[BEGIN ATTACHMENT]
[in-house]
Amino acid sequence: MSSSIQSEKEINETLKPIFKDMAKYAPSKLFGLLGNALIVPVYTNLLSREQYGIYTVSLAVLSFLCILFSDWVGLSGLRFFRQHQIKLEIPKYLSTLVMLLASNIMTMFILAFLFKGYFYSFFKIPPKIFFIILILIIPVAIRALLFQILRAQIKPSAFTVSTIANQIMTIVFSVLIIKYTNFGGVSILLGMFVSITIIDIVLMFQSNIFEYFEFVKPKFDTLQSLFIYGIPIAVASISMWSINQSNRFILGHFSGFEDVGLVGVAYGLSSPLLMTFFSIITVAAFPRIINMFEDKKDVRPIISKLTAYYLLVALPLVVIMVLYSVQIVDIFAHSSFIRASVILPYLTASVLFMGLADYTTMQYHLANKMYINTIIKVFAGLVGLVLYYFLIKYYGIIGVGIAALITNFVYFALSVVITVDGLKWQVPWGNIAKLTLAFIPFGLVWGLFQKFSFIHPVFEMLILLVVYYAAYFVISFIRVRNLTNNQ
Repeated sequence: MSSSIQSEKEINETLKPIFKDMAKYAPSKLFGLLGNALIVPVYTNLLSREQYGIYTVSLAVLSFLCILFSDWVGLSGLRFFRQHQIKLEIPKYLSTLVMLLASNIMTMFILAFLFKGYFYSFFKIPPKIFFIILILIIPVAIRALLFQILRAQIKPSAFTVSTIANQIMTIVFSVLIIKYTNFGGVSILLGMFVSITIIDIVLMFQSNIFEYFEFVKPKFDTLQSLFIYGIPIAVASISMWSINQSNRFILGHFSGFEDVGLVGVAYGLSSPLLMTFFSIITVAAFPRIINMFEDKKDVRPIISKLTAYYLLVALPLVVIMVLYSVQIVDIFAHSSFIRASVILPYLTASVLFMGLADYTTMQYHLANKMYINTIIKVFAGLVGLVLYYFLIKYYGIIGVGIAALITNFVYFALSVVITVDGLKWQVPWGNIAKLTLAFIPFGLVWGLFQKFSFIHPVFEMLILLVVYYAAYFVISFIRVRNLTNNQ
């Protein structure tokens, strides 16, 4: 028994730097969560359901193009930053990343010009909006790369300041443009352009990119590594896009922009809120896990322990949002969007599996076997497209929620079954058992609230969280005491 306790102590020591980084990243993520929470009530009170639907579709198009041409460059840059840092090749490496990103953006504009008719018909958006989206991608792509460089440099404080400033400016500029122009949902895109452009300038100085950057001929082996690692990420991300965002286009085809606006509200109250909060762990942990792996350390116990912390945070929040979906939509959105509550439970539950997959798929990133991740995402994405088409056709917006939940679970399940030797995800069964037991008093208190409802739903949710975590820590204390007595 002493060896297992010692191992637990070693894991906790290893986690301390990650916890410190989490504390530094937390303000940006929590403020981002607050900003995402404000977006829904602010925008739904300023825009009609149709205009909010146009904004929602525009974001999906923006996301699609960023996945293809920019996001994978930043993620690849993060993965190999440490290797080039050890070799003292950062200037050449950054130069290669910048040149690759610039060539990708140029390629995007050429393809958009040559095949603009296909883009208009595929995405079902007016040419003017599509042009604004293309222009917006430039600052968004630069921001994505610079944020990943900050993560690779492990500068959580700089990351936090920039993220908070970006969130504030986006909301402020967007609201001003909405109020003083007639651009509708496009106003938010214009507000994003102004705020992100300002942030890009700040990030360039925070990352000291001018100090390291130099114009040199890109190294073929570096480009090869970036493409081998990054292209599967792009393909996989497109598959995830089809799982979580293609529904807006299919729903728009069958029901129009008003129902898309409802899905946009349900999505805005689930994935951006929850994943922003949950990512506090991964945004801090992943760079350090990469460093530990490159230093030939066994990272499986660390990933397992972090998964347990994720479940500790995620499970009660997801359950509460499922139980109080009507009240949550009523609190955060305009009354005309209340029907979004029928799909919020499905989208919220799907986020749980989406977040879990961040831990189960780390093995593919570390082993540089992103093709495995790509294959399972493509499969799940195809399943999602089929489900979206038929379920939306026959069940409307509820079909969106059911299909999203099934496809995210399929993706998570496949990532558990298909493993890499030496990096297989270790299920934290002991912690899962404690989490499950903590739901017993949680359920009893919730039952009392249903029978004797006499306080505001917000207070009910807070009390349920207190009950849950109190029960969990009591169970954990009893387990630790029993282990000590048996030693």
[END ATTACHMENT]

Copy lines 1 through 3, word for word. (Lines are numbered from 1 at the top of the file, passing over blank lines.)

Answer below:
[in-house]
Amino acid sequence: MSSSIQSEKEINETLKPIFKDMAKYAPSKLFGLLGNALIVPVYTNLLSREQYGIYTVSLAVLSFLCILFSDWVGLSGLRFFRQHQIKLEIPKYLSTLVMLLASNIMTMFILAFLFKGYFYSFFKIPPKIFFIILILIIPVAIRALLFQILRAQIKPSAFTVSTIANQIMTIVFSVLIIKYTNFGGVSILLGMFVSITIIDIVLMFQSNIFEYFEFVKPKFDTLQSLFIYGIPIAVASISMWSINQSNRFILGHFSGFEDVGLVGVAYGLSSPLLMTFFSIITVAAFPRIINMFEDKKDVRPIISKLTAYYLLVALPLVVIMVLYSVQIVDIFAHSSFIRASVILPYLTASVLFMGLADYTTMQYHLANKMYINTIIKVFAGLVGLVLYYFLIKYYGIIGVGIAALITNFVYFALSVVITVDGLKWQVPWGNIAKLTLAFIPFGLVWGLFQKFSFIHPVFEMLILLVVYYAAYFVISFIRVRNLTNNQ
Repeated sequence: MSSSIQSEKEINETLKPIFKDMAKYAPSKLFGLLGNALIVPVYTNLLSREQYGIYTVSLAVLSFLCILFSDWVGLSGLRFFRQHQIKLEIPKYLSTLVMLLASNIMTMFILAFLFKGYFYSFFKIPPKIFFIILILIIPVAIRALLFQILRAQIKPSAFTVSTIANQIMTIVFSVLIIKYTNFGGVSILLGMFVSITIIDIVLMFQSNIFEYFEFVKPKFDTLQSLFIYGIPIAVASISMWSINQSNRFILGHFSGFEDVGLVGVAYGLSSPLLMTFFSIITVAAFPRIINMFEDKKDVRPIISKLTAYYLLVALPLVVIMVLYSVQIVDIFAHSSFIRASVILPYLTASVLFMGLADYTTMQYHLANKMYINTIIKVFAGLVGLVLYYFLIKYYGIIGVGIAALITNFVYFALSVVITVDGLKWQVPWGNIAKLTLAFIPFGLVWGLFQKFSFIHPVFEMLILLVVYYAAYFVISFIRVRNLTNNQ